Prediction of outcomes of various orthodontic procedures is important for treatment planning. The use of skeletal anchorage for molar intrusion in skeletal open bite patients allowed the orthodontists to yield orthopedic changes in adults using mandibular autorotation. In the current study, data from before and after intrusion were used to provide the clinician with tools to predict changes following intrusion of maxillary posterior teeth.
The authors chose the landmarks most likely to affect the clinician treatment decision following maxillary molar intrusion, namely the horizontal position of the chin, the face height, the overbite and the overjet, and the lower lip position.
In the present study, the hard tissue pogonion was found to move forward at a ratio of 1:0.79 to the maxillary molar intrusion. This is close to the findings of Lee and Park  who reported a ratio of 1:0.9. Xun et al.  reported a ratio of 1:1.3 for the forward movement of the point B. This modest difference between the two points can be explained that they do not necessarily lie on the same arc of rotation. Bell et al.  described a 1:1 ratio of vertical and sagittal hard tissue chin movement relative to maxillary impaction. On the other hand, Fish et al.  described reported 70% advancement of the mandible relative to the amount of maxillary impaction, which approximates the ratio obtained in the present study. Wang et al.  reported a strong correlation between the amount of maxillary superior positioning and the displacement of the chin following maxillary impaction and mandibular autorotation (r = 0.79) at a ratio of 1:0.88, which are similar to the findings of the present study. Moreover, Steinhäuser et al.  found that pogonion moved forward 78.6% of the distance of maxillary impaction measured at the posterior nasal spine. When measuring the change at pogonion in exclusive posterior impaction subjects, which resembles the effects of maxillary posterior segment intrusion, the forward advancement at pogonion was found to be 80% of the amount of maxillary impaction, which is in accordance with the current results.
The reduction of the facial height reported in the study (1:1) was found to agree with several authors [18, 26,27,28, 30]. Some studies reported lower [23, 25, 33, 34] and higher ratios [19, 24, 31]. The differences did not deviate largely from the present report; however, it can be explained by the different methods of measuring the facial height used in the different studies. In addition, some studies reported measurements post-treatment that may have involved extractions that may have altered the facial height [18, 19, 24, 26, 28, 30]. In samples of orthognathic surgery subjects treated with maxillary impaction, Bell et al.  and Fish et al.  reported 1:1 ratio of vertical displacement of the hard tissue chin relative to the amount of maxillary impaction following mandibular autorotation. Steinhäuser et al.  found the vertical displacement at Me was 60.9% of the amount of maxillary impaction measured at PNS. This may be attributed to the different methods used for maxillary impaction, where they reported different displacements at Pogonion depending on whether the impaction was parallel, posterior, or posterior with anterior lowering.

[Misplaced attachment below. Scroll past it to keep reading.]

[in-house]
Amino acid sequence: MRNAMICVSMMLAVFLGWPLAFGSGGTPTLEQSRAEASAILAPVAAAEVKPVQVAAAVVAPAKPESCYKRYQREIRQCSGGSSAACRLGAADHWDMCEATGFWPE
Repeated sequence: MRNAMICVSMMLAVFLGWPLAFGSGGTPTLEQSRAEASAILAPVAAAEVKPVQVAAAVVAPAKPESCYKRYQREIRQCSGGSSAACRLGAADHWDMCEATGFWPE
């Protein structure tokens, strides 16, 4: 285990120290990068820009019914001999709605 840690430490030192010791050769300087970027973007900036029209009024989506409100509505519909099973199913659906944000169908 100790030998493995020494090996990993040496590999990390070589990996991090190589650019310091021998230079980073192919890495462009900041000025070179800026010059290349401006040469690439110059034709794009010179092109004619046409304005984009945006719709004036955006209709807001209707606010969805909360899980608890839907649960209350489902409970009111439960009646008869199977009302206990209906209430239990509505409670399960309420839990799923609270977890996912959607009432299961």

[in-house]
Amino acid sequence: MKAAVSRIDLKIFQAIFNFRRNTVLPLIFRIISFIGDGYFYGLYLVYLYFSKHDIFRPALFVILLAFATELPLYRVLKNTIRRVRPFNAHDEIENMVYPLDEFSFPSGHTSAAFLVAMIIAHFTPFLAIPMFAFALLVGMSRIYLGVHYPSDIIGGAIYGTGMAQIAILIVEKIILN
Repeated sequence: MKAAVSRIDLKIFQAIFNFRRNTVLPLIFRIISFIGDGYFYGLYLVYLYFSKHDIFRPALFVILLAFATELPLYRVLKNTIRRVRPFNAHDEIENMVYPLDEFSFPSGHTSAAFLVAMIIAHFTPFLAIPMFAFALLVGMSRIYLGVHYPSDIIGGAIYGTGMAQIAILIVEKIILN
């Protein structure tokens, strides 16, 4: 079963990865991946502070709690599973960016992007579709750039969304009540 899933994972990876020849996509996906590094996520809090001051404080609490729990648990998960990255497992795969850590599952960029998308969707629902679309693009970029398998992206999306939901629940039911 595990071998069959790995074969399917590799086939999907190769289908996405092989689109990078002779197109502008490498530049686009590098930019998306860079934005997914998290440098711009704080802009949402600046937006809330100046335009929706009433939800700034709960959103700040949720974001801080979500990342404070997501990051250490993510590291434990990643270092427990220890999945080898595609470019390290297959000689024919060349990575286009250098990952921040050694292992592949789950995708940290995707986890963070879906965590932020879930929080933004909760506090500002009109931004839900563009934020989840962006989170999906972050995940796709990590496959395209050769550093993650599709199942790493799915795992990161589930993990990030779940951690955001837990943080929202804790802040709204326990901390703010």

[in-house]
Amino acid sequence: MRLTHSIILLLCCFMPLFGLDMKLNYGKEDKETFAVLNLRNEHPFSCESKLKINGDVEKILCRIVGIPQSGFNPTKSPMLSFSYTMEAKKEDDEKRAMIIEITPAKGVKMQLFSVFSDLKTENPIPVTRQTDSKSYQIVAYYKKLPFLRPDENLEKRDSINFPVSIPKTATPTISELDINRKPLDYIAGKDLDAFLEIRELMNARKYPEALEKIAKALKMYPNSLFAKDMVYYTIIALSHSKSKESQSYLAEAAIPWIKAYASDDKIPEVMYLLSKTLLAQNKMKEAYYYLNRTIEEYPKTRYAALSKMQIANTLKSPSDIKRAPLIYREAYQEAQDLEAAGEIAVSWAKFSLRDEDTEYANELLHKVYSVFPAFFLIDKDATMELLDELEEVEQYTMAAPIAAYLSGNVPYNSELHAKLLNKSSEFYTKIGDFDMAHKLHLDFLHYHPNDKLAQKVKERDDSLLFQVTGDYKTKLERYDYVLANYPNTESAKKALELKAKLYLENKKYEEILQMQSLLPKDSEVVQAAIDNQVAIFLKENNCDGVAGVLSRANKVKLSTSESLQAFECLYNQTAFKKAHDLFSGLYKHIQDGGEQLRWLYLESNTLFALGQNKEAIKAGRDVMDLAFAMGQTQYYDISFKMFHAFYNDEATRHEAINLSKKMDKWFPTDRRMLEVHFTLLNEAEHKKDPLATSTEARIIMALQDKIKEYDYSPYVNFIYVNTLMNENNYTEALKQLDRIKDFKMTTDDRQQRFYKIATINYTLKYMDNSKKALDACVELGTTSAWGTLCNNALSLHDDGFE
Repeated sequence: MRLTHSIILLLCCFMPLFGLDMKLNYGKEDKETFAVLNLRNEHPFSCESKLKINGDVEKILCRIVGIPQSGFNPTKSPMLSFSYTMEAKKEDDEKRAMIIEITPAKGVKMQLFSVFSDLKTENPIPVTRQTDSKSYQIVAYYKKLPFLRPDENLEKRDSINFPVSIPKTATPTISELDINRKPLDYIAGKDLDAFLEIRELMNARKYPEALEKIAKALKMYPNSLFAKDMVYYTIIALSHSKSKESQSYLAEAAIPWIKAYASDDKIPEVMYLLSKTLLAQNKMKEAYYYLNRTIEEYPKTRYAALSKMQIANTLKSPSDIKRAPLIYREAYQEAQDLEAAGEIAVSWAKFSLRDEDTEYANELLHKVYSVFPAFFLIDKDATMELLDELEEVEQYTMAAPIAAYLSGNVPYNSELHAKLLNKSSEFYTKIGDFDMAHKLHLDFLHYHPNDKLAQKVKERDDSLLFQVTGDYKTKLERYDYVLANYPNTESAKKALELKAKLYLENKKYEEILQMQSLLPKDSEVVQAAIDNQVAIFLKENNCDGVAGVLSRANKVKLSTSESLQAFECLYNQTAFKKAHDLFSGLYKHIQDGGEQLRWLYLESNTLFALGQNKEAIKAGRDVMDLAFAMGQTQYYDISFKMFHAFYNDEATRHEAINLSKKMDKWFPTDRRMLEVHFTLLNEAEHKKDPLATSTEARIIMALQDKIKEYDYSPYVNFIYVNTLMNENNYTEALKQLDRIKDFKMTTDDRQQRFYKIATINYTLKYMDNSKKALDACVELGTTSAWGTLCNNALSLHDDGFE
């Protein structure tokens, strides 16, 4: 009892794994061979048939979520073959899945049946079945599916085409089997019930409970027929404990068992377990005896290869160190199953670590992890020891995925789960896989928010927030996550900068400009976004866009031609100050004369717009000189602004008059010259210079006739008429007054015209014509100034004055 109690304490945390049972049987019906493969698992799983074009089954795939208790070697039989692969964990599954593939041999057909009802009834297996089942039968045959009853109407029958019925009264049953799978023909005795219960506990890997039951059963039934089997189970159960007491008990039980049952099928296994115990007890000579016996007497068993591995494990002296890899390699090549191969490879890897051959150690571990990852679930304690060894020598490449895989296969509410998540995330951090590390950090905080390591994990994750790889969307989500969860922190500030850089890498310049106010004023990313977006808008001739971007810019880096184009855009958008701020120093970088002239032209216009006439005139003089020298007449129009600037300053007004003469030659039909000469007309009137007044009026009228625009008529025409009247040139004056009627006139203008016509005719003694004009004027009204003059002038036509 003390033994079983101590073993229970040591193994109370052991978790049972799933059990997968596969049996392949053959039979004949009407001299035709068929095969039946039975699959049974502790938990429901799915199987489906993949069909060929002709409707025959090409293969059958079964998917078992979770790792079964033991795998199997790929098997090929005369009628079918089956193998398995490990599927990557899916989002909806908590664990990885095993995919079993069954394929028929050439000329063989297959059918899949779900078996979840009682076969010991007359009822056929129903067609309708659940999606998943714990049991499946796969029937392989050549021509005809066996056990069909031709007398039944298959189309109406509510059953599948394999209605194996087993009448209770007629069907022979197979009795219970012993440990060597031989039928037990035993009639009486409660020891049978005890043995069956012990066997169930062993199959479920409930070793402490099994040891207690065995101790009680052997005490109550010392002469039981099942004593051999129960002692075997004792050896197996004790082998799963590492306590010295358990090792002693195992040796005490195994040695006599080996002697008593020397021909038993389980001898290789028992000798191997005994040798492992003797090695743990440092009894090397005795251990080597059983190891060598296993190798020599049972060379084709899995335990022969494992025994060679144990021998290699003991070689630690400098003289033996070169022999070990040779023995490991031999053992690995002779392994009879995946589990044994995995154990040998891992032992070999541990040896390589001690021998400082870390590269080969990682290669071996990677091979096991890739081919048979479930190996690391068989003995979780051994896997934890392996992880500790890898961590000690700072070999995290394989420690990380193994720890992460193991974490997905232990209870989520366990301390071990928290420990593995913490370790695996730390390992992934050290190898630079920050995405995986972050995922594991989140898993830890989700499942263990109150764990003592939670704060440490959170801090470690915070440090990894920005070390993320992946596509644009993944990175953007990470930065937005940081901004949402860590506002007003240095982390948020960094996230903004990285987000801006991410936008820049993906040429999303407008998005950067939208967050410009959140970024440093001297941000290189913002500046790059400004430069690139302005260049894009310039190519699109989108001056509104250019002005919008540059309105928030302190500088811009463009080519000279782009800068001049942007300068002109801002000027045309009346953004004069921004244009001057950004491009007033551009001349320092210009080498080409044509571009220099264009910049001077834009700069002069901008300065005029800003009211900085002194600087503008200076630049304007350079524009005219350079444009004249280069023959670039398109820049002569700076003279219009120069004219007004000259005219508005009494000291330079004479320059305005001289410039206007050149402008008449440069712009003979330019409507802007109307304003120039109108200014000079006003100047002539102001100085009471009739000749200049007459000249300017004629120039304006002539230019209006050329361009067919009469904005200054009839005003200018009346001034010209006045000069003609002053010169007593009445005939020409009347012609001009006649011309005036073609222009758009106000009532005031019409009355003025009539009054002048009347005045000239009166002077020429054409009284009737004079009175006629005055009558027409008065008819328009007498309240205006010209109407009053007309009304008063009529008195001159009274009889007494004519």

The soft tissue pogonion was found to move at the same ratio as the hard tissue pogonion. Similarly, soft tissue menton showed the same ratio of change as hard tissue menton. Schendel et al.  reported that the soft tissue chin point rotated at a 1:1 ratio with the hard tissue chin point on the same arc following mandibular autorotation due to maxillary impaction surgery. In addition, Lee et al.  reported a 1:1 ratio between the mandibular soft tissue and hard tissue landmarks secondary to autorotation of the mandible following maxillary impaction. On the other hand, Mansour et al.  reported that the soft tissue chin point moved horizontally at a ratio of 0.86 relative to the corresponding hard tissue chin, whereas the soft tissue menton displaced superiorly at a ratio of 1.2 relative to hard tissue menton. The explanation stated by the authors was the stretching of the soft tissue following the upward and forward displacement of the mandible after maxillary impaction surgery. Steinhäuser et al.  found an equal ratio for the vertical displacement of Me and Me′ (60.9 and 60.4%, respectively); the ratios, however, are smaller compared to the present study which may be attributed to the cumulative effect of the different methods of maxillary impaction used in their sample.